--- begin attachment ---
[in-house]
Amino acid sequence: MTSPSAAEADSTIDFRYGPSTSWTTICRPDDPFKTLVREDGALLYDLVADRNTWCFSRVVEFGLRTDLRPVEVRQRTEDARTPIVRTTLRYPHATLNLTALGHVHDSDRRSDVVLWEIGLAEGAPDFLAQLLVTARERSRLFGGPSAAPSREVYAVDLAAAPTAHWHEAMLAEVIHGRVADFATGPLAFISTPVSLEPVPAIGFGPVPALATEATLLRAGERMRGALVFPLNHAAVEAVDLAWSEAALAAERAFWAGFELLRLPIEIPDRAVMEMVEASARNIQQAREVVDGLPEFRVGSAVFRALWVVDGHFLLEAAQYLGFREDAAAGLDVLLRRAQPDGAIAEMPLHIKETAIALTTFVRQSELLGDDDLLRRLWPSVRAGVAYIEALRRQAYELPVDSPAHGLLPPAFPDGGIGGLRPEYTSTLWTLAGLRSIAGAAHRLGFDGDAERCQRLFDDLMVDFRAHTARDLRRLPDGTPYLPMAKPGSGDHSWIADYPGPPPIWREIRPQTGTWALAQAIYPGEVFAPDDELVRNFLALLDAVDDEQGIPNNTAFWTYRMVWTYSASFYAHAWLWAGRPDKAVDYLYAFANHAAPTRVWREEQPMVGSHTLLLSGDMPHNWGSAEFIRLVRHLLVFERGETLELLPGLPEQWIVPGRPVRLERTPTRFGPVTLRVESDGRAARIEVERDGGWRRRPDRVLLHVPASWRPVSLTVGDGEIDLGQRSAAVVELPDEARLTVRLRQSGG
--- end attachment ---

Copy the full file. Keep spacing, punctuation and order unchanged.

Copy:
[in-house]
Amino acid sequence: MTSPSAAEADSTIDFRYGPSTSWTTICRPDDPFKTLVREDGALLYDLVADRNTWCFSRVVEFGLRTDLRPVEVRQRTEDARTPIVRTTLRYPHATLNLTALGHVHDSDRRSDVVLWEIGLAEGAPDFLAQLLVTARERSRLFGGPSAAPSREVYAVDLAAAPTAHWHEAMLAEVIHGRVADFATGPLAFISTPVSLEPVPAIGFGPVPALATEATLLRAGERMRGALVFPLNHAAVEAVDLAWSEAALAAERAFWAGFELLRLPIEIPDRAVMEMVEASARNIQQAREVVDGLPEFRVGSAVFRALWVVDGHFLLEAAQYLGFREDAAAGLDVLLRRAQPDGAIAEMPLHIKETAIALTTFVRQSELLGDDDLLRRLWPSVRAGVAYIEALRRQAYELPVDSPAHGLLPPAFPDGGIGGLRPEYTSTLWTLAGLRSIAGAAHRLGFDGDAERCQRLFDDLMVDFRAHTARDLRRLPDGTPYLPMAKPGSGDHSWIADYPGPPPIWREIRPQTGTWALAQAIYPGEVFAPDDELVRNFLALLDAVDDEQGIPNNTAFWTYRMVWTYSASFYAHAWLWAGRPDKAVDYLYAFANHAAPTRVWREEQPMVGSHTLLLSGDMPHNWGSAEFIRLVRHLLVFERGETLELLPGLPEQWIVPGRPVRLERTPTRFGPVTLRVESDGRAARIEVERDGGWRRRPDRVLLHVPASWRPVSLTVGDGEIDLGQRSAAVVELPDEARLTVRLRQSGG